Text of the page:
Data Center Fire Supression System

Hello Everyone,

I am getting ready to build a “data center,” actually it is going to be a crypto currency mine in a wearhouse. I am going to start by framing out a room approximately 10’ x 13’ and installing electrical HVAC and I will need a fire suppression system. Can anyone give me an idea of what kind of system I need, obviously water is wrong, and an idea of cost. I know cost is different everywhere but I’m trying to get my budget estimated.


Have some reading material:

Thanks, that is some great info. Inert Gas Fire Supression seams to be what I’m looking for. Dose any one have any experience with these or know the pros and cons of Argon, Nitrogen, etc?

We have Argon. It’s extremely expensive.

Sevo systems has a nice modular system.

Random question; why is CO2 (carbon dioxide) not used more commonly in a server room to put out fires? Its quite an inexpensive gas, and can be stored quite easily.

Will it damage HDD’s? Something else?

Co2 suffocates people as well as fires.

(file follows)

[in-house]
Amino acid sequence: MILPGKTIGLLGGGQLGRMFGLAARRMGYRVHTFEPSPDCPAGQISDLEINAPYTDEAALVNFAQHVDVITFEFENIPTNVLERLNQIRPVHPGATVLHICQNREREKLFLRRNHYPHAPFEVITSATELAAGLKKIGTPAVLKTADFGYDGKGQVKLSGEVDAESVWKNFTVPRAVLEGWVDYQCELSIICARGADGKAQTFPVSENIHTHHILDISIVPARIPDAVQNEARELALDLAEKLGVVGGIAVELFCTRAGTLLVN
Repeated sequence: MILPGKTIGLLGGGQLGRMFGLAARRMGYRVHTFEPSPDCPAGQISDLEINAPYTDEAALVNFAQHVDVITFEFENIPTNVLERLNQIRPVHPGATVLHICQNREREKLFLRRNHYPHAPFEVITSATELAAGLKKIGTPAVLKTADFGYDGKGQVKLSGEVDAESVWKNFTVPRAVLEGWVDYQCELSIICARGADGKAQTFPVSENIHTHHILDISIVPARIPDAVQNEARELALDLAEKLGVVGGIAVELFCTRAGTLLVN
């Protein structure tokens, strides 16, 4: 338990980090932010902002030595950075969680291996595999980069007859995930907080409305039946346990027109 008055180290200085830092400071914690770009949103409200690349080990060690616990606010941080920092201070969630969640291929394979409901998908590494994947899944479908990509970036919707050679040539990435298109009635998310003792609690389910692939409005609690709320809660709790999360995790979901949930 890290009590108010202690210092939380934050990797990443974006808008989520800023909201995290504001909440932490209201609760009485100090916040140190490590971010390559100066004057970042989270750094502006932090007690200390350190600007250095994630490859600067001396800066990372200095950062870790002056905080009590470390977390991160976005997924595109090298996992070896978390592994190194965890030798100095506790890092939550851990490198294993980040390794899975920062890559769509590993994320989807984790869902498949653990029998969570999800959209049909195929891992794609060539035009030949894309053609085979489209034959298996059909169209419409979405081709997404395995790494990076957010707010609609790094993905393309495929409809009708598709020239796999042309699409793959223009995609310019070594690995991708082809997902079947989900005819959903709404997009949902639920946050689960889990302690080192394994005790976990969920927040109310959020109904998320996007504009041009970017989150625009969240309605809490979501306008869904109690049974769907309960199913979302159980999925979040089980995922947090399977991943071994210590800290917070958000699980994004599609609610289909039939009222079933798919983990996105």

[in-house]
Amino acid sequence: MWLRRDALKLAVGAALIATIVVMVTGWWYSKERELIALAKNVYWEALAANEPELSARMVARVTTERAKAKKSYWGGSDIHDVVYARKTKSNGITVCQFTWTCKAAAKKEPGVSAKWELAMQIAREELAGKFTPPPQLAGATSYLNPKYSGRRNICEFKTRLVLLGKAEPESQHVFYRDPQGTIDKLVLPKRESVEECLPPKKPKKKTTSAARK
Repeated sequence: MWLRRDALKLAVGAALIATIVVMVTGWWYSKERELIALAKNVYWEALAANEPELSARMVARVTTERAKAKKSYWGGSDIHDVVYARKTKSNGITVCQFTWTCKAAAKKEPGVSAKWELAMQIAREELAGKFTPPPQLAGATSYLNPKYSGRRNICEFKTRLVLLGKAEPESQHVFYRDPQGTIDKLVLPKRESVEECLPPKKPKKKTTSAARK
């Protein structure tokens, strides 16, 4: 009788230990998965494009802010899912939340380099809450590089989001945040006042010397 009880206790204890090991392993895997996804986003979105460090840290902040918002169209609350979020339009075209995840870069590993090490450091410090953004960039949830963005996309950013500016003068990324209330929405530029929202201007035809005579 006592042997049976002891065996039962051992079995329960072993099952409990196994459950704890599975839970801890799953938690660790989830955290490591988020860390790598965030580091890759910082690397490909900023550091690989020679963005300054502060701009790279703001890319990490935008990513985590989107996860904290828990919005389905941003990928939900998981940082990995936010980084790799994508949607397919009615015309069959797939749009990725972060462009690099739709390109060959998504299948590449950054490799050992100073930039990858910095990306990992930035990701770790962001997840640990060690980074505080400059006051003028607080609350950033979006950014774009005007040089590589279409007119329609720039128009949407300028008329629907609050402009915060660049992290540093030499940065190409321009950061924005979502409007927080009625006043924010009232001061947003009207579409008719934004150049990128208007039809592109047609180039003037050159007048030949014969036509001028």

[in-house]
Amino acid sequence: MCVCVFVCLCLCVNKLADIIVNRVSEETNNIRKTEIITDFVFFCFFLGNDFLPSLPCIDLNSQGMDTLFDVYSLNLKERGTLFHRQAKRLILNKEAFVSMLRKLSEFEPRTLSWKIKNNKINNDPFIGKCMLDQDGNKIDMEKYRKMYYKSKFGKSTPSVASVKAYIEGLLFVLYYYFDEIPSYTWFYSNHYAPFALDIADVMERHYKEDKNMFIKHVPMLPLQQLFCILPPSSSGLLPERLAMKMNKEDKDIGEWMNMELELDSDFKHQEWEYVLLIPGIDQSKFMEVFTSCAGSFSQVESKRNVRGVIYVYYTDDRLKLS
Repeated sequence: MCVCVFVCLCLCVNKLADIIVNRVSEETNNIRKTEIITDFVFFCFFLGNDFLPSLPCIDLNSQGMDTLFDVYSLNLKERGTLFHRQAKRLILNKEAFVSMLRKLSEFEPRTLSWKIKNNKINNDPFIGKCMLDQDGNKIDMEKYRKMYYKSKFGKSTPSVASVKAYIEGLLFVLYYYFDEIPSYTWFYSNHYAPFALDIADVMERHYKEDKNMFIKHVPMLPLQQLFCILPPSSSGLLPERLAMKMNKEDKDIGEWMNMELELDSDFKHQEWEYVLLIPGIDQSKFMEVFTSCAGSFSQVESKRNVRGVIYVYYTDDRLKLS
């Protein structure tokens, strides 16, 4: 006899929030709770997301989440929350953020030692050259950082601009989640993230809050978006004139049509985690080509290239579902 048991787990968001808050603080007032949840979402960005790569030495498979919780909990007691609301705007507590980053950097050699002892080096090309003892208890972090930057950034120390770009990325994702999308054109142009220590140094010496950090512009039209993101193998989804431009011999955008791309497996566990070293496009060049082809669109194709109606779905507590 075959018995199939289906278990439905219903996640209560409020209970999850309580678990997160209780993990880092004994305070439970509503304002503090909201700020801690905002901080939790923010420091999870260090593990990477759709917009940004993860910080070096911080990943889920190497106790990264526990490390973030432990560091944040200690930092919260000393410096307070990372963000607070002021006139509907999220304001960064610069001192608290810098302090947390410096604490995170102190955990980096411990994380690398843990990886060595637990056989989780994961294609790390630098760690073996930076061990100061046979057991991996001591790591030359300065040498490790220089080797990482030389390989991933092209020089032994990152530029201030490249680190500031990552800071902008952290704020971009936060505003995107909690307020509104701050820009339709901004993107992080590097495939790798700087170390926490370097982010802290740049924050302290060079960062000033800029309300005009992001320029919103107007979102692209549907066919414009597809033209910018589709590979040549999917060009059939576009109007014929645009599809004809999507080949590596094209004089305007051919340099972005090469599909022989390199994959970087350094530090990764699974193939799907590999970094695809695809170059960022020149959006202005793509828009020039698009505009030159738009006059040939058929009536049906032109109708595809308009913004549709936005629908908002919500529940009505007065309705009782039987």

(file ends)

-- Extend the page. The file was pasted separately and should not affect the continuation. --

Clean agent systems are safe to breath if you ate in the room when the agent discharges.


It doesn’t take much CO2 to knock you out upon breathing it, whereas nitrogen and argon you can breath it in without getting hurt or passing out, so you can escape the room.

Never thought of that. I was just picture a server room with no one inside, with 0 maintenance ever needed, which I know is not possible lol

Alright, so what are the downsides to Nitrogen? You can compress this gas as well (not as much as CO2), and is very common in the air, making it cheap and easy to get. I can understand that Argon is much more expensive, because of it being a lot less common.

What kind of maintenance is required? How often do the tanks need to be refilled / topped off, or is it a one time expense so long as the system does not go off?

The NFPA takes care of all life safety and fire protection standards including design, installation and maintenance.

You need the NFPA 2001 standard. That’s the code not the year BTW.

There are formulas to calculate the amount of fluid for the required retention time. When building your room you need to consider fluid dynamics and compensate for the volume of gas/fluid discharged into the space. It can’t be air tight but needs to hold the gas like a glass of water.

There are companies that will set you up right and beware if a fire Marshall sees the system it must be installed according to NFPA.

I dont have those answers and im not sure who would. Ill try to find out.

Thank you for that information. The fire marshal inspects twice a year and I’m pulling all permits and doing it rite. I will be sure to bring this up when I am taking bids.

Thank you.